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Collections

Collections

A collection is an ordered group of elements, all of the same type (for example, the grades for a class of students). Each element has a unique subscript that determines its position in the collection. PL/SQL offers three kinds of collections: associative arrays, nested tables, and varrays (short for variable-size arrays). Nested tables extend the functionality of associative arrays (formerly called "PL/SQL tables" or "index-by tables").

Collections work like the arrays found in most third-generation programming languages. Collections can have only one dimension. Most collections are indexed by integers, although associative arrays can also be indexed by strings. To model multi-dimensional arrays, you can declare collections whose items are other collections.

Nested tables and varrays can store instances of an object type and, conversely, can be attributes of an object type. Collections can also be passed as parameters. You can use them to move columns of data into and out of database tables or between client-side applications and stored subprograms.

For more information, see "Defining Collection Types" on page 5-6.

Syntax

table_type_definition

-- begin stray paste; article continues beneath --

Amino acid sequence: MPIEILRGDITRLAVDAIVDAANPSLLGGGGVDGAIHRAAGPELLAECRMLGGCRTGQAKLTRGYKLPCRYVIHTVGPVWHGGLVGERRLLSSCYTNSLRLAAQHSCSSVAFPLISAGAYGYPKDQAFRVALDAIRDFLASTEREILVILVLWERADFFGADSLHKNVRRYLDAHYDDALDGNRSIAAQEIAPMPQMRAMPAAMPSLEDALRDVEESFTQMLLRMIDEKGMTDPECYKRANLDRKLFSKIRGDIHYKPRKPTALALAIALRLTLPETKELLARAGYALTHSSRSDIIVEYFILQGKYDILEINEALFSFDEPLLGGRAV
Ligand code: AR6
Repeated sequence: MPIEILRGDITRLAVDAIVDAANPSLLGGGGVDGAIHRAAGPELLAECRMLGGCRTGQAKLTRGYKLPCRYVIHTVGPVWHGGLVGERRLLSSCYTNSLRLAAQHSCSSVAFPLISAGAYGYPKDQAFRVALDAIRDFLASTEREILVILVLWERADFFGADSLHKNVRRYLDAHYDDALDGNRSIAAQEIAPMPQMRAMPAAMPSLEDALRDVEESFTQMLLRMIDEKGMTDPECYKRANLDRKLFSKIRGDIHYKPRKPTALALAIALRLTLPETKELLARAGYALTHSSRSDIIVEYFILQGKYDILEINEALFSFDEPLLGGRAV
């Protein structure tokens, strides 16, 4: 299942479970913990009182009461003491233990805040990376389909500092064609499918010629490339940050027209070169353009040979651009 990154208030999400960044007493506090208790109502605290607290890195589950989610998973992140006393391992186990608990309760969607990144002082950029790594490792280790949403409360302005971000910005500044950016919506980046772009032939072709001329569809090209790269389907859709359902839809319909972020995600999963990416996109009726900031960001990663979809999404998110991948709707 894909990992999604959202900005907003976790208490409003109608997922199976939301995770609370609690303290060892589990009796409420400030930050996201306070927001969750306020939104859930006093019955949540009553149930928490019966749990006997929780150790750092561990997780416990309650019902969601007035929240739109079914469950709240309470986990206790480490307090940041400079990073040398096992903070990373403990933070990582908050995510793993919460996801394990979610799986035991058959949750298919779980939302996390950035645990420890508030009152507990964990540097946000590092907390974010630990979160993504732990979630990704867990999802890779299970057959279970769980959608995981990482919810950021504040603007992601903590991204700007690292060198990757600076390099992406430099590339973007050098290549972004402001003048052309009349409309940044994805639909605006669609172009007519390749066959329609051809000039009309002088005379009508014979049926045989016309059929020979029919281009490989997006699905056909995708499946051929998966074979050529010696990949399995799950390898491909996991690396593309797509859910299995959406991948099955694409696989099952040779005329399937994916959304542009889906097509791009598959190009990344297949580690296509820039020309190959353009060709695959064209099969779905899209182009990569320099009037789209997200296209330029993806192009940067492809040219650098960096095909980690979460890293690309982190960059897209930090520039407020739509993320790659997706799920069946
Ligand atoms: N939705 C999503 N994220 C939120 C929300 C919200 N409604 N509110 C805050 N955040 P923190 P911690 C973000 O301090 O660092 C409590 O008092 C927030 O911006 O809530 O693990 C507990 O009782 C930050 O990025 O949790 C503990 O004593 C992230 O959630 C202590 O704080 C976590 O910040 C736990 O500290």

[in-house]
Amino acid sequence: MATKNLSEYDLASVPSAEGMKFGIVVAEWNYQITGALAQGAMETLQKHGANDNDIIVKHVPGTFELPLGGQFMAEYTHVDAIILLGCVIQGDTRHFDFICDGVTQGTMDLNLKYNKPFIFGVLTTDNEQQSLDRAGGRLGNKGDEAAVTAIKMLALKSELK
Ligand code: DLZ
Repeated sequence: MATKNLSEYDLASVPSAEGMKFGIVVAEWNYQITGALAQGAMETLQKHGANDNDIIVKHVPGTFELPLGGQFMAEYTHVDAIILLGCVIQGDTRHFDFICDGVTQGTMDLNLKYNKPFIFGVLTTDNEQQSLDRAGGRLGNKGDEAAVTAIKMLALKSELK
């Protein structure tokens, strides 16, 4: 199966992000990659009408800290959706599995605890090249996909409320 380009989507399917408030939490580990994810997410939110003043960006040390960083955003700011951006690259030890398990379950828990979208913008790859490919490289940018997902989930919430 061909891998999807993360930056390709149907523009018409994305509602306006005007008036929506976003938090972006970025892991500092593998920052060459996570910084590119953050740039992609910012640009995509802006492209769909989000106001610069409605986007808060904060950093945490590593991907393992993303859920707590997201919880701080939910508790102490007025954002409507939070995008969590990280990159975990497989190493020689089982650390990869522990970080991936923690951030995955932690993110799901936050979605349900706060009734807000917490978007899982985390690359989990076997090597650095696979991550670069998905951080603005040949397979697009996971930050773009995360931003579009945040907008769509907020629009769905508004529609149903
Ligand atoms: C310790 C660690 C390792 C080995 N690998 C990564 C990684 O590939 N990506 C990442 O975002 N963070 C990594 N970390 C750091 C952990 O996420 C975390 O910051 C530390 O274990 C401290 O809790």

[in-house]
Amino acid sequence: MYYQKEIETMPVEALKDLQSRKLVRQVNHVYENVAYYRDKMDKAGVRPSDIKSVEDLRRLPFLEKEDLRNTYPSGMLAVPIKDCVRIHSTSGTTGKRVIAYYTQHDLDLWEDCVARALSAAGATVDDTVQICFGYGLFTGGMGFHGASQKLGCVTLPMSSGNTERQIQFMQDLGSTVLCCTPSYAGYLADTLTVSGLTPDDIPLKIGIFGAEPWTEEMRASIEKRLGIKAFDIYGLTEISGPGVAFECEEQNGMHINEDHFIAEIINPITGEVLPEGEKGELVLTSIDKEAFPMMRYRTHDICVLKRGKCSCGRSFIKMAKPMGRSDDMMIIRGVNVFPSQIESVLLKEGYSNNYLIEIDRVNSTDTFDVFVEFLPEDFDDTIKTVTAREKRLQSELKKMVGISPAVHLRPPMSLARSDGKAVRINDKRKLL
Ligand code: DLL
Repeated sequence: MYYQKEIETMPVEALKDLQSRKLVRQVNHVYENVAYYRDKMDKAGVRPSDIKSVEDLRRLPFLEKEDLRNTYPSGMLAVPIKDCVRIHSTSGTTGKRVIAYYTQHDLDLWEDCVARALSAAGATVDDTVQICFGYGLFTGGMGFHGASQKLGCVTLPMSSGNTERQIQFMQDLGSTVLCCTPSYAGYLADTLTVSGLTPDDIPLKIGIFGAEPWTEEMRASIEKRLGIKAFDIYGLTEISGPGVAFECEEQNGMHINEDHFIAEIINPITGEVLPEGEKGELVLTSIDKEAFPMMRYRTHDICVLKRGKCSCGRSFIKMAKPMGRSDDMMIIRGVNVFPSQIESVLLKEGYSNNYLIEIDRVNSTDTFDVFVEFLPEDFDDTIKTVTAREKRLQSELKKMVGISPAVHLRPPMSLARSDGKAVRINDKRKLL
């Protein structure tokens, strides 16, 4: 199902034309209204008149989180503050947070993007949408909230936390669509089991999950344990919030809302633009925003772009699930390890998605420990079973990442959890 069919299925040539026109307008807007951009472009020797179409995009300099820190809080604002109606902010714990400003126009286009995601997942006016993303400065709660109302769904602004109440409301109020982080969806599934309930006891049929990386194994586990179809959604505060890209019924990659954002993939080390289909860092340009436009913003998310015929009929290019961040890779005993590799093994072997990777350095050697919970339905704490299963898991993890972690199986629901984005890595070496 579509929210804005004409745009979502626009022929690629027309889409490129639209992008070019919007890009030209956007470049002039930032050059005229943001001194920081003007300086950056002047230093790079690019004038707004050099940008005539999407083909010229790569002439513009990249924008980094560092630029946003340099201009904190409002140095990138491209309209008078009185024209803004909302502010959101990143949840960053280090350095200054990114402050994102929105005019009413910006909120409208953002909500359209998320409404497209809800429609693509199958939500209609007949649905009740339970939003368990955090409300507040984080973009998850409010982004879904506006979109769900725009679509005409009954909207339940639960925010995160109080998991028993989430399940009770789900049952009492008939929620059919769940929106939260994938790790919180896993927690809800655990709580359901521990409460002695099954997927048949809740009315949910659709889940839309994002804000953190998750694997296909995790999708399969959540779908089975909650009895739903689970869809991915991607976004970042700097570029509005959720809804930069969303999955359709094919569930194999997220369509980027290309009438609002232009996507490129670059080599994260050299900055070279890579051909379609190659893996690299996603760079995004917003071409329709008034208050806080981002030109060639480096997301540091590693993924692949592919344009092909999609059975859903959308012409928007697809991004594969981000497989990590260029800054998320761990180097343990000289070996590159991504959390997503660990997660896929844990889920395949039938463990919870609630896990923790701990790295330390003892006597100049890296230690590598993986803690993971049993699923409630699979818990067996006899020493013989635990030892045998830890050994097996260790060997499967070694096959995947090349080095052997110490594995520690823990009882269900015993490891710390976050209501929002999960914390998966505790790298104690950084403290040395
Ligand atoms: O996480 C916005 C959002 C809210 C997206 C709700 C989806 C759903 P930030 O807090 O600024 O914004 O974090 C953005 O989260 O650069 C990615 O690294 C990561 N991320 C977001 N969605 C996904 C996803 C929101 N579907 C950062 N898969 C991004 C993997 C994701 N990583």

NOT NULL

TYPE type_name IS TABLE OF element_type

INDEX BY BINARY_INTEGER

;

varray_type_definition

VARRAY

TYPE type_name IS ( size_limit )

VARRYING ARRAY

 

 

NOT NULL

OF

element_type

;

collection_declaration

 

 

collection_name

type_name

;

PL/SQL Language Elements 13-21

Collections

element_type

cursor_name % ROWTYPE

% ROWTYPE db_table_name

. column_name % TYPE

object_name

%

TYPE

 

REF

 

 

 

 

object_type_name

 

 

.

field_name

 

record_name

 

%

TYPE

record_type_name

 

 

scalar_datatype_name

 

 

variable_name

%

TYPE

 

Keyword and Parameter Description

element_type

Any PL/SQL datatype except BINARY_INTEGER, BOOLEAN, LONG, LONG RAW, NATURAL, NATURALN, PLS_INTEGER, POSITIVE, POSITIVEN, REF CURSOR, SIGNTYPE, or STRING. Also, with varrays, element_type cannot be BLOB, CLOB, or an object type with BLOB or CLOB attributes.

INDEX BY type_name

Optional. Defines an associative array, where you specify the subscript values to use rather than the system defining them in sequence.

type_name can be BINARY_INTEGER, PLS_INTEGER, or a string type such as VARCHAR2.

size_limit

A positive integer literal that specifies the maximum size of a varray, which is the maximum number of elements the varray can contain.

type_name

A user-defined collection type that was defined using the datatype specifier TABLE or

VARRAY.

Usage Notes

Nested tables extend the functionality of index-by tables, so they differ in several ways. See "Choosing Between Nested Tables and Associative Arrays" on page 5-5.